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Logos, Aretha Franklin, Craigslist and getting the respect you deserve as an artist

Yesterday on Twitter I saw a post that read:  Why logo design does not cost $5.00.  Well I knew that some people were making logos for crazy-low prices and thought I’d take a look.  What a GREAT post by Jacob Cass on his blog “Just Creative Design”.  I want you to read it, the whole thing, and then come back here, okay?

Here’s the link.  Why logo design does not cost $5.00 I’ll wait.

Okay, did you read that?  I love his “cheap logo design” vs. “professional logo design”.  Now I don’t know if any of you do logo design or have an interest in it but this post made me think of licensing.  We need to value what we bring to the table as artists who license.  Times are little tough out there but it doesn’t mean we need to believe that no one values art or what we do… if the artists walk around saying it, who is going to say anything different?

Now go read this post on Craigslist: Capitalist Endeavor seeking Poor Artist to be Taken Advantage of I hope that’s a joke ’cause it sure made me laugh!  But how many times have you seen people asking for lots of art choices and if they pick you you get a whole $50 and “great publicity”.  Publicity doesn’t pay the bills!

I want to give you a few quick reminders and leave you with an empowering song:

  • you are unique, creative and bring something that NO ONE ELSE can bring to the table: your own artistic interpretation of the world.  Don’t undervalue yourself!
  • No matter what the economy, people still need and want new art & design.  Do you think stores are going to carry the same thing for 5 years and that people will buy it?  No.  Keep creating!
  • Not everyone is creative.  Sometimes I forget that my brain works differently than many people’s and I take for granted the ideas that stream in.  It’s like breathing to me and completely baffling to others.  If I forget that, I am at risk of under-valuing what I do and then causing others to do the same.  Check yourself – your “breathing” could be your key to a successful, creative life!

Now for the song… Aretha Franklin is singing about demanding respect from the man she loves but for our purposes, think about you as the artist, demanding respect from the world and businesses for what you bring to the table.

You are a creative rock star — now don’t you forget it!


~ Tara

13 Responses to Logos, Aretha Franklin, Craigslist and getting the respect you deserve as an artist

  • thank you …great reads….and I have to agree totally….

  • Thank you for the link out Tara and thanks for educating the masses :) G’luck!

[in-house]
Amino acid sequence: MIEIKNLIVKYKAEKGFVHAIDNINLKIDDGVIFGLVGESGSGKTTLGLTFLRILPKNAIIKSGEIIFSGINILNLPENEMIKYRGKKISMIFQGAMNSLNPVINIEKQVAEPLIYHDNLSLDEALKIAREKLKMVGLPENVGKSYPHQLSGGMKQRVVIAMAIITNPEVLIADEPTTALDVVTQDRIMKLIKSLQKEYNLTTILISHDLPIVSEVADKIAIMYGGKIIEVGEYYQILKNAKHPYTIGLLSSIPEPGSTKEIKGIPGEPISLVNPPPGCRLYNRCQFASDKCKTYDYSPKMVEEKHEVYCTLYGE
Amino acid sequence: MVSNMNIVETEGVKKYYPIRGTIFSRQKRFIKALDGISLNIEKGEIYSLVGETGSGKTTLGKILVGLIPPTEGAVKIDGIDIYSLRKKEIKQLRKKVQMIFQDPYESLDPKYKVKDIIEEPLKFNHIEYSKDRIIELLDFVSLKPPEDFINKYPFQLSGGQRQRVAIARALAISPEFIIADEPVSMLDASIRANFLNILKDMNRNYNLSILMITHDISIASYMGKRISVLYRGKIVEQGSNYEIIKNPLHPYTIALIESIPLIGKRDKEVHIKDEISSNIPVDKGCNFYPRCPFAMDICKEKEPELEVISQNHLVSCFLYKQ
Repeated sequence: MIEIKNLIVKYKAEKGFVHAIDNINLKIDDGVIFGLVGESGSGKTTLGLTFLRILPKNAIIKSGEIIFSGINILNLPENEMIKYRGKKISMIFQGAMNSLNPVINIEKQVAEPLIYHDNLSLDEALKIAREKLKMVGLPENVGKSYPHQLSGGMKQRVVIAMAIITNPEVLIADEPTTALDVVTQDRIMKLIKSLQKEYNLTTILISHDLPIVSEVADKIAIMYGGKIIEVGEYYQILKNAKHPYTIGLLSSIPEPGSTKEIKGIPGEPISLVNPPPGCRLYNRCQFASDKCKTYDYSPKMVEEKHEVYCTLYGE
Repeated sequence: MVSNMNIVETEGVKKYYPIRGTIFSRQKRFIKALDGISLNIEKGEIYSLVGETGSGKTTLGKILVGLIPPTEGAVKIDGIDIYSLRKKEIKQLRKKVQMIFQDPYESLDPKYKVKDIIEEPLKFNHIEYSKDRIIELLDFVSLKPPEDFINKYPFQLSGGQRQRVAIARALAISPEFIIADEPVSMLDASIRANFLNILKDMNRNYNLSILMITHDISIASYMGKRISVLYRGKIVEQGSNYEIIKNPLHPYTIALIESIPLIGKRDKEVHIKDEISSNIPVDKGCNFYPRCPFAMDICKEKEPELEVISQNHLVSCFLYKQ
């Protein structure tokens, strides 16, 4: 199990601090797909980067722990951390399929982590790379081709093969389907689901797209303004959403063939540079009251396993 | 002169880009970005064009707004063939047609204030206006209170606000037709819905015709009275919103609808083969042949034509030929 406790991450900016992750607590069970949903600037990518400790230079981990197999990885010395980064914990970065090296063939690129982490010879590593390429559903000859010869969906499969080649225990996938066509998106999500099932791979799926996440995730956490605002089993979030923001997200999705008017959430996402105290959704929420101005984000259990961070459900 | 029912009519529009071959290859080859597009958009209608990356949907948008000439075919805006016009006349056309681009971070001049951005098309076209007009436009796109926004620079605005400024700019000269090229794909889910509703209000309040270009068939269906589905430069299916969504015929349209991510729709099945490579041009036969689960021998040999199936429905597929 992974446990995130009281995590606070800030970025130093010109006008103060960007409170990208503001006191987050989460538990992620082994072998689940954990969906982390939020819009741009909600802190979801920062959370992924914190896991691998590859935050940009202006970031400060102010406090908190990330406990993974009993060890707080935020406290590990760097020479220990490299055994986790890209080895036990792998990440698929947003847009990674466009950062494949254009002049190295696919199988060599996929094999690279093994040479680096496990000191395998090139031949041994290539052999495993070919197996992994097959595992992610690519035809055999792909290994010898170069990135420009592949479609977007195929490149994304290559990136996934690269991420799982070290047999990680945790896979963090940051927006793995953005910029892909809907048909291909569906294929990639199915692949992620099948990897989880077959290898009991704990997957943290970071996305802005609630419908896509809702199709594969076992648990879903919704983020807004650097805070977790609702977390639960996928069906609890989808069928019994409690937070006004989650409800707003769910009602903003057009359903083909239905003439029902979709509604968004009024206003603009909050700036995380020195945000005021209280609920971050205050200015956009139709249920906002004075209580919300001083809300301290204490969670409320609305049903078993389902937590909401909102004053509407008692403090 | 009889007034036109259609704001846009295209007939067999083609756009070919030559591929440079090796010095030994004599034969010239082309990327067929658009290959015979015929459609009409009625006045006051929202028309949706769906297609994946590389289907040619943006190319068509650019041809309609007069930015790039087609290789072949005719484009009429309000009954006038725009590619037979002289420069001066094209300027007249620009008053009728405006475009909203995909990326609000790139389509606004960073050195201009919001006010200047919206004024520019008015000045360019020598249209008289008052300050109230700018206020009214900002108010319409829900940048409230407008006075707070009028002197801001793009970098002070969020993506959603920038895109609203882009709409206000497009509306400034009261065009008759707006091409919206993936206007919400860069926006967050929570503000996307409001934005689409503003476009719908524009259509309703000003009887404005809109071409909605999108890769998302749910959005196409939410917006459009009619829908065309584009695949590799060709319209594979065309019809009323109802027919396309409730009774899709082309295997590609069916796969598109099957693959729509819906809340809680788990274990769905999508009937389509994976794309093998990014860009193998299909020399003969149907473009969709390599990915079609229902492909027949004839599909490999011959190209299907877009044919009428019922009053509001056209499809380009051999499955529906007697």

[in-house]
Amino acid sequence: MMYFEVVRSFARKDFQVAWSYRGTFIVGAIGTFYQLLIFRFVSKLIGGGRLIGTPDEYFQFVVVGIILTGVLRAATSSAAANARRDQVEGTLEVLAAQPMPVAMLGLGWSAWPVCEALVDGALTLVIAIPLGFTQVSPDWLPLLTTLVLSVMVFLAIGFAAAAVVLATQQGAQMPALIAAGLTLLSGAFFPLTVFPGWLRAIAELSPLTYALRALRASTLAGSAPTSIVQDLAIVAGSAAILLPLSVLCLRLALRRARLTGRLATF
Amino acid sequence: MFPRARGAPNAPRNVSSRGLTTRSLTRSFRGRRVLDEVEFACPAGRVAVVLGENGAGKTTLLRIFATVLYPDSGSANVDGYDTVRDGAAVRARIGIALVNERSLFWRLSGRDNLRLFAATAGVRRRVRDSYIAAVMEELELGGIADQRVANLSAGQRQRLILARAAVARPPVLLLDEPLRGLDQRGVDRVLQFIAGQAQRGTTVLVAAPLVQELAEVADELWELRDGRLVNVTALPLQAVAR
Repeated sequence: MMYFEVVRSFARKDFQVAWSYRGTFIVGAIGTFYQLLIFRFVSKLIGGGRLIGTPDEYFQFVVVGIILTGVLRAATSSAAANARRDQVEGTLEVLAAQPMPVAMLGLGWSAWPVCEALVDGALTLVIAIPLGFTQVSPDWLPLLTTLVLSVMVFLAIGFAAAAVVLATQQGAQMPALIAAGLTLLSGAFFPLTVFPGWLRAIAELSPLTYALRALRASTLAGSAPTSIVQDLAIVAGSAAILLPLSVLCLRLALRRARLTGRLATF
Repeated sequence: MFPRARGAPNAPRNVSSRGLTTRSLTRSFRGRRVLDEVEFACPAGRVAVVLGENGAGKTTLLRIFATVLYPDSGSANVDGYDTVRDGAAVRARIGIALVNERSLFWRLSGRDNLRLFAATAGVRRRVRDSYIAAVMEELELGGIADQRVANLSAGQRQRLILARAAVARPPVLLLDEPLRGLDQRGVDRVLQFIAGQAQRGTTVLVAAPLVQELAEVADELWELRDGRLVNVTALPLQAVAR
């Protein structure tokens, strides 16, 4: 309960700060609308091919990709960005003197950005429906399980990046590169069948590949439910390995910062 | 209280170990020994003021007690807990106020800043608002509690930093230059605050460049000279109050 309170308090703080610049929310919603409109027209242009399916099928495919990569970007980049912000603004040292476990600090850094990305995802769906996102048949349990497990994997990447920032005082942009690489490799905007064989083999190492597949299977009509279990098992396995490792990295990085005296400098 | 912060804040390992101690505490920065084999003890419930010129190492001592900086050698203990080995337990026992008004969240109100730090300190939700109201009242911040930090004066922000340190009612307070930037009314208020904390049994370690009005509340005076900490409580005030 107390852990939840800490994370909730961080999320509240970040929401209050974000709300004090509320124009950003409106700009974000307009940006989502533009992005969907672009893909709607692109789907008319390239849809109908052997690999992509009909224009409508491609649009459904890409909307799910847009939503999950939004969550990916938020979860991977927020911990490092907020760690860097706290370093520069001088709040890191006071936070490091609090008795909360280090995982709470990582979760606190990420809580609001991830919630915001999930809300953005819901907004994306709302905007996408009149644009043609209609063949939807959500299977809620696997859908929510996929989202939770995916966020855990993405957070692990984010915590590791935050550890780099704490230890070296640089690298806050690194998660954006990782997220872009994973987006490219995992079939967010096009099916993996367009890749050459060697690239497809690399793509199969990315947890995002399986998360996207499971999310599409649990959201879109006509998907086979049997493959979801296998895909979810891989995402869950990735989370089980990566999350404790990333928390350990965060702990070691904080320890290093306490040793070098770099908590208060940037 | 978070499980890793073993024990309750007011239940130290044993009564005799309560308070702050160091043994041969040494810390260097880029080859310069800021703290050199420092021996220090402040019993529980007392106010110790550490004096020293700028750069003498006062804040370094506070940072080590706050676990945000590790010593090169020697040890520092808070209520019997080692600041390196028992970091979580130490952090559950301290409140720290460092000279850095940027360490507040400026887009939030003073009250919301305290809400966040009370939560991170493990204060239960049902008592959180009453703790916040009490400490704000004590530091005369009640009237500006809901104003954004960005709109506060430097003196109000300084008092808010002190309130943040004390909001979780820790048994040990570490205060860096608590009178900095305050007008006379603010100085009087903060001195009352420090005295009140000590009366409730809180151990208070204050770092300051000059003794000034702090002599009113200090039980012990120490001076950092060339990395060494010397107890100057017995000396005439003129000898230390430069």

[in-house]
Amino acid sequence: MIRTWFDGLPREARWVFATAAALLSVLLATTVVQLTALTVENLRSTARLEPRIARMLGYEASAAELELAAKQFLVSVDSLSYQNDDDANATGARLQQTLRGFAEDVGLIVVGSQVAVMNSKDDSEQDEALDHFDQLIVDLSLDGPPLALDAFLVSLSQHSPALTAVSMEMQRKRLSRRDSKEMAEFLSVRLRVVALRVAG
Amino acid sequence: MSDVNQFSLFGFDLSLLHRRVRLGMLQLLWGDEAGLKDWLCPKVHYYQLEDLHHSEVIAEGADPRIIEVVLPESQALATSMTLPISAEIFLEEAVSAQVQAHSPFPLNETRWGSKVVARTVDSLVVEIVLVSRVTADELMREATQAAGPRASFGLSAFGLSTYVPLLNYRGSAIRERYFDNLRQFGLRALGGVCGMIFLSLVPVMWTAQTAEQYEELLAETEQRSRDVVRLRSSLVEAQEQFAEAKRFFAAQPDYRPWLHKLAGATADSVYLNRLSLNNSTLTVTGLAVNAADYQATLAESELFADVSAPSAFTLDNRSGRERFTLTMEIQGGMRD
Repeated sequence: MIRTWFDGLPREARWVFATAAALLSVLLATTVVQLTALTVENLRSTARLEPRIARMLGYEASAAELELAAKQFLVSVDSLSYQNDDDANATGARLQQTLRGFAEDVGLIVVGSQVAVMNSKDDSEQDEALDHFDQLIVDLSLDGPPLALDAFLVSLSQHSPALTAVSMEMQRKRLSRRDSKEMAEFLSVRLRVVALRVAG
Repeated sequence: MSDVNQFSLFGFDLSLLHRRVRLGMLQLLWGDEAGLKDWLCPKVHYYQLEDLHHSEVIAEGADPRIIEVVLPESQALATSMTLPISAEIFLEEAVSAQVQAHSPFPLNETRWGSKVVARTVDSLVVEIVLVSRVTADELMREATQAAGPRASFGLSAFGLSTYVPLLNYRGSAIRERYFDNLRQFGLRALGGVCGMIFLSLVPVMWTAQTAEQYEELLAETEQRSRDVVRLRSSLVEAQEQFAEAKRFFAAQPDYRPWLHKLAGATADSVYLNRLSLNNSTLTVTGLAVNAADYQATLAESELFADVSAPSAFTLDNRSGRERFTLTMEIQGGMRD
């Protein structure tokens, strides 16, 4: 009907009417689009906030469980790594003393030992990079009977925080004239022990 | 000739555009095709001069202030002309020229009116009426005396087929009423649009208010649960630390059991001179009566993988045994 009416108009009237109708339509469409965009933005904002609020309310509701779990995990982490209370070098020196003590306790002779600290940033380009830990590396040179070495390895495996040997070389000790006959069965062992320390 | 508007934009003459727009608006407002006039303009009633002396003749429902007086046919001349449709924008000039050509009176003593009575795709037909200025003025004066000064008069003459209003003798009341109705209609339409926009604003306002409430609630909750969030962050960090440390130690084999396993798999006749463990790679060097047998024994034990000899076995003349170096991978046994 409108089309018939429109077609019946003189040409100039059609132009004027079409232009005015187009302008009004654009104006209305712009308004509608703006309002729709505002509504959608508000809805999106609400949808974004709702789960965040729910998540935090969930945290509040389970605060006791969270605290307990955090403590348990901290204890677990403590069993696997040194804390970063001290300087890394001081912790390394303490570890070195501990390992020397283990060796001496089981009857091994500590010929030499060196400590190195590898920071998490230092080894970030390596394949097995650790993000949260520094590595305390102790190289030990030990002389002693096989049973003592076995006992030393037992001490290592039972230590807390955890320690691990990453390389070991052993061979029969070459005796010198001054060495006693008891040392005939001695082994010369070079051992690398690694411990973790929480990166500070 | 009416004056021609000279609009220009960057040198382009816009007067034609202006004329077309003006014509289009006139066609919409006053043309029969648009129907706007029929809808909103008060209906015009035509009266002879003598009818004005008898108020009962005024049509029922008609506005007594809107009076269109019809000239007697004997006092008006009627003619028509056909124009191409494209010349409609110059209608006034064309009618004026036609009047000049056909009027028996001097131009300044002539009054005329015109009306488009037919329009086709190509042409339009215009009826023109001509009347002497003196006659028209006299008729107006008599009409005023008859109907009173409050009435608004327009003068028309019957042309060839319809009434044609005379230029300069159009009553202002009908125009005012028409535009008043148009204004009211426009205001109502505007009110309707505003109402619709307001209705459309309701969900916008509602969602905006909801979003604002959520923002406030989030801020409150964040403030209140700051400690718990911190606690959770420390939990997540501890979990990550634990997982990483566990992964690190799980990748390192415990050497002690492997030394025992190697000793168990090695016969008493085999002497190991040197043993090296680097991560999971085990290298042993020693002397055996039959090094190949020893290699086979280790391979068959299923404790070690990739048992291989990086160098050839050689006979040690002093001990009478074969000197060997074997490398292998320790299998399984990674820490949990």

• Hi Tara
    Great info here -as well as on the links.
    I want to let you know I’m finding this blog hard to read. I mean, I like hardwood and all….
    Ok, I didn’t really find it hard to read once I high-lighted it with my cursor….
    Keep up the great work!
    Paul

  • okay…. something changed. You paper-clipped on a light background…
    thanks!

    Paul

  • Thanks! That is a great knowledge. We really have to value our work and let the people know. Great posts!

  • So Tara, What do you think of the Creative Commons Licensing then? I have been thinking a lot about this subject in your recent blog. I have images on my blog, website, and Flickr. I have chosen the most restrictive license, however, it still gives some permissions to use my images. I’m wondering – should I really be doing this?
    Thanks for any advice.

  • Wow! As a non-artist friend of Tara, I found this blog post and it’s references valuable in all aspects of business! I’m grateful for the new mindset and the lesson in valuing ourselves and what we do. Can’t wait to use Jacob Cass’s line on my dentist in a couple weeks…ha, ha…
    Excellent job, Tara!

  • great post, Tara! this is so dead-on! I’m a graphic designer, too, and agree 100% with Jacob’s writings on why your logo should cost some dough.

  • Hey Tara:

    Good stuff all around. You are our new cheerleader and a source for inspiration.

    I will visit you often.

    Especially liked Jacob’s link.

    Terrance

  • Jeni, I think it depends on what art you are putting out into the Creative Commons and what your goals are. If you want to license the designs in a traditional “art licensing” sense, I wouldn’t put it in Creative Commons. If you have some fun stuff you don’t plan to market or monetize, have fun with it! Of course, there is no right or wrong and this is just my opinion – decide what works for your long-term goals. Hope that helps!

    Tara

  • RE: “cheap logo design” – I was telling a business associate about how I received $75,000 for only five minutes of creative work from a client. It was for naming a product. He corrected me. He asked my age. I was 52 at the time. He then said, “You didn’t get paid that much money for the five minutes. You were paid for 52 years PLUS 5 minutes.” The moral of the story is that random design and presentations that offer a wide variety of disconnected solutions from amateurs are not nearly as valuable as solutions that are derived from a “knowing” based on experience and professional talent.

  • Very true! I think we sometimes discount “the benefit of our wisdom” which is often derived from age & experience. Not something any of us liked to hear in our twenties but the older I get, the more I understand what my dad was always saying! (And now I am saying… hmmm….)

    Tara

  • Tara,
    Thanks so much for the post reply to my query! I thought you’d say that – I will be changing how I do things from now on! Thanks a mil!
    Jeni

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